For a more detailed look at the position here is 2008 Olympic judoka Matt D’Aquino:

Kesa gatame – in depth instruction (via BeyondGrappling)

Now keep in mind that the picture of Rousey is a snapshot and that when you watch the action live you can see her making the small adjustments to help control Carmouche.
But what to do with that control? Unlike Sambo, Judo, or Wrestling, MMA does not reward pinning. So what does Rousey seek to accomplish with this technique?
Ronda will use it as a finish to passing guard to secure her position or finish in the position after a throw. She did this against Meisha Tate in their first fight. Ronda will also use it to control so she can strike to the face or make a move to the mounted position.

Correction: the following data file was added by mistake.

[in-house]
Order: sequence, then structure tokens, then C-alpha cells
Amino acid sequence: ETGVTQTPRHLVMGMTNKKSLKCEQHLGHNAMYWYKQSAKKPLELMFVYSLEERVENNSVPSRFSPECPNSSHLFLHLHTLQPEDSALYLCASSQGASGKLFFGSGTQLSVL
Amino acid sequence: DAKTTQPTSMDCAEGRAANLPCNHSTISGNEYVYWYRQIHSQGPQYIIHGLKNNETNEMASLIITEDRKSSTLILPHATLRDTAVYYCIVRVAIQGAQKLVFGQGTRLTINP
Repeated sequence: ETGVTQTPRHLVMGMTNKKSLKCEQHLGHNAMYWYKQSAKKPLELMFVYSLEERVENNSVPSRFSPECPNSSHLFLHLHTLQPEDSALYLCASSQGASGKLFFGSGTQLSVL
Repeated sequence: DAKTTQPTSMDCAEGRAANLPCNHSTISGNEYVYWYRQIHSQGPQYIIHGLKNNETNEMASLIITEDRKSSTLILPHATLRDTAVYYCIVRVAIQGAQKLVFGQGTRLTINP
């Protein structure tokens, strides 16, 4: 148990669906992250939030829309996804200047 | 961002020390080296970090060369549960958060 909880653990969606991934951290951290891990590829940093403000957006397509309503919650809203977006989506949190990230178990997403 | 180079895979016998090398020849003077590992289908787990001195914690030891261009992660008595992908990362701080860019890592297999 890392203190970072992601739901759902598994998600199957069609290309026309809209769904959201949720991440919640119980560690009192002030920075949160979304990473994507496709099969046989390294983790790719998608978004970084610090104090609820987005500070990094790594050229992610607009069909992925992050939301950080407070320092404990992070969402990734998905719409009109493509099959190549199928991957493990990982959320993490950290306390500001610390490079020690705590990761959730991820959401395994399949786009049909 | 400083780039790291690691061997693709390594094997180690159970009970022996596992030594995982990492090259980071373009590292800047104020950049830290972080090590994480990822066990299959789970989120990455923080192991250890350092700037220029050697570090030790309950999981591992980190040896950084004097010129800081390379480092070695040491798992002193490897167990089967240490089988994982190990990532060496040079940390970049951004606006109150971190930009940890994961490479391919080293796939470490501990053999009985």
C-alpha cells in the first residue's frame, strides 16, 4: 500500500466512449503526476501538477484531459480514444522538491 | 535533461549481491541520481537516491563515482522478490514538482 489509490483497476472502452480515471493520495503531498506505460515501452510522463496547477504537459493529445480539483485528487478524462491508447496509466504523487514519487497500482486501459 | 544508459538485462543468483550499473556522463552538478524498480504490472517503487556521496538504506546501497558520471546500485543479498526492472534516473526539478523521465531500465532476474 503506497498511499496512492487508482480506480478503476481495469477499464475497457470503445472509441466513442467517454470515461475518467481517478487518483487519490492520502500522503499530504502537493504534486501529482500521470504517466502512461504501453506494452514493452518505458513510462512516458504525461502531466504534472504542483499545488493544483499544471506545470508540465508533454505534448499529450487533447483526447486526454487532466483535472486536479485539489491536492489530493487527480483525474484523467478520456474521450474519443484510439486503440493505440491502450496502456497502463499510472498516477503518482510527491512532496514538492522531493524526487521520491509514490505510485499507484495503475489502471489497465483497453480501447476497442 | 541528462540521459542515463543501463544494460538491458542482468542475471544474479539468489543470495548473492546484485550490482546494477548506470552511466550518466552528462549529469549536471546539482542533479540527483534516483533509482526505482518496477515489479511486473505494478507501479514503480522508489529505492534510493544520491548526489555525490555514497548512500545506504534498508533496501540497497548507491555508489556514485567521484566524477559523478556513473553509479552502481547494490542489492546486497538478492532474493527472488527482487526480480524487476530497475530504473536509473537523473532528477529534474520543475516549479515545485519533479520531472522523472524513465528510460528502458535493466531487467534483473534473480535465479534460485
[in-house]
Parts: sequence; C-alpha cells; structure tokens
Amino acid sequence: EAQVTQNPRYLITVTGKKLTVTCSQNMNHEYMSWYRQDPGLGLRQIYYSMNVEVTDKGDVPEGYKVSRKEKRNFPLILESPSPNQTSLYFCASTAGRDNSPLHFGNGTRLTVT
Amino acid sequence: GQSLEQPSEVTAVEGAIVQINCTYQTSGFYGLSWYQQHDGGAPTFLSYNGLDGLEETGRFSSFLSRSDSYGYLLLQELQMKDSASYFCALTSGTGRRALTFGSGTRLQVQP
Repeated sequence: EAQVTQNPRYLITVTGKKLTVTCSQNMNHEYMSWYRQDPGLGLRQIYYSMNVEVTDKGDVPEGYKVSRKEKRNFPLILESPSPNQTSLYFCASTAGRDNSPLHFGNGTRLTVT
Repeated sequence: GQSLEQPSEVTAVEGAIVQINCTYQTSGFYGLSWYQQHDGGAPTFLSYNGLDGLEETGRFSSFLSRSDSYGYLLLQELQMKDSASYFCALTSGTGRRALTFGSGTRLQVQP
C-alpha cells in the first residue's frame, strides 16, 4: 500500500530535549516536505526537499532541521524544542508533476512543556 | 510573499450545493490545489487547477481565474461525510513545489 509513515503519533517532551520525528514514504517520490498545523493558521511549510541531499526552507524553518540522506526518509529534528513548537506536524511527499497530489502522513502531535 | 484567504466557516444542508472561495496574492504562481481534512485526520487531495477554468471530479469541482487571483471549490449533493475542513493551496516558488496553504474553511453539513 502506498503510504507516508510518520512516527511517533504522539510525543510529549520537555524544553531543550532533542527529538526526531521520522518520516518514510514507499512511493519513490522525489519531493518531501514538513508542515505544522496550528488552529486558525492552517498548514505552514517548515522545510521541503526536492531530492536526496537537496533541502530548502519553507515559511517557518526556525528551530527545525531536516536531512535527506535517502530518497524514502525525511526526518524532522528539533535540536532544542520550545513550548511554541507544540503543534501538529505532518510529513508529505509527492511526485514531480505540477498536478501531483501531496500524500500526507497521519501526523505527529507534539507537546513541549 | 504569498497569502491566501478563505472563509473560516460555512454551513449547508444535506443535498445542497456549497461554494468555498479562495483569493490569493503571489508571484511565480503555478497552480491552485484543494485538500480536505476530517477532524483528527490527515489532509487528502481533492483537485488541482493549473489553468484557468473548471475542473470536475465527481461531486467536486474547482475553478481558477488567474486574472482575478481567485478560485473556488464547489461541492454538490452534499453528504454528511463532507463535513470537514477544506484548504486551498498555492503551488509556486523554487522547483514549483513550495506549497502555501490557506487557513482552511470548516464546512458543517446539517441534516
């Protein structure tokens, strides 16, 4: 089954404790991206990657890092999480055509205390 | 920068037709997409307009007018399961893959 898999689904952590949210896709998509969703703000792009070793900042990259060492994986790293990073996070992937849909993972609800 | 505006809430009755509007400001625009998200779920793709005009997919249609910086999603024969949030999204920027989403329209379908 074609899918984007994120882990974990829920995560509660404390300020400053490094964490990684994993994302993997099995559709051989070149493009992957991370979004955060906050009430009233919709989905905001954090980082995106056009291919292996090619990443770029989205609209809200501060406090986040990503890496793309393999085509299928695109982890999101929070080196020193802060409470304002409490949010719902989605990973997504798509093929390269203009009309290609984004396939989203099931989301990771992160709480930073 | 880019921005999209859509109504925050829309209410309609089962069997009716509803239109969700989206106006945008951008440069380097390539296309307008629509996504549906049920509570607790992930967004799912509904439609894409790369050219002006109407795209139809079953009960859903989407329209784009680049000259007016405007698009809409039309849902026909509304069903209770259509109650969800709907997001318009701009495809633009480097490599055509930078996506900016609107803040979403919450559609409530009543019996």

The Kesa Gatame can also be used to submit opponents. Against Carmouche, Rousey was attempting to set up an armlock from this position. While that may not come as a huge surprise, it was the not the traditional armbar that she favors; rather she was attempting to set up a bent arm lock. Rousey struck much more in the Carmouche fight than she had in the past. You can see her trying to bait Carmouche into bringing her right arm away from her body, so she could set up the Ude Garami, translated as bent armlock and known to most MMA fans as the Americana, with the legs.

Above is a gif of Ikuhisa Minowa using the Kesa Gatame to attack an Ude Garami against Baru Harn at Dream 17. You can see Minowa force Harn’s right arm down to be entangled in his legs. Minowa hooks his left knee over Harn’s wrist and then crosses his legs, kicking them back. At the same time, Minowa pulls up on Harn’s head, putting immense pressure on Harn’s shoulder. If Harn does not tap, his shoulder will begin to tear.

In the first thirty seconds or so of her first UFC title match, Rousey came very close to pulling this off against Carmouche.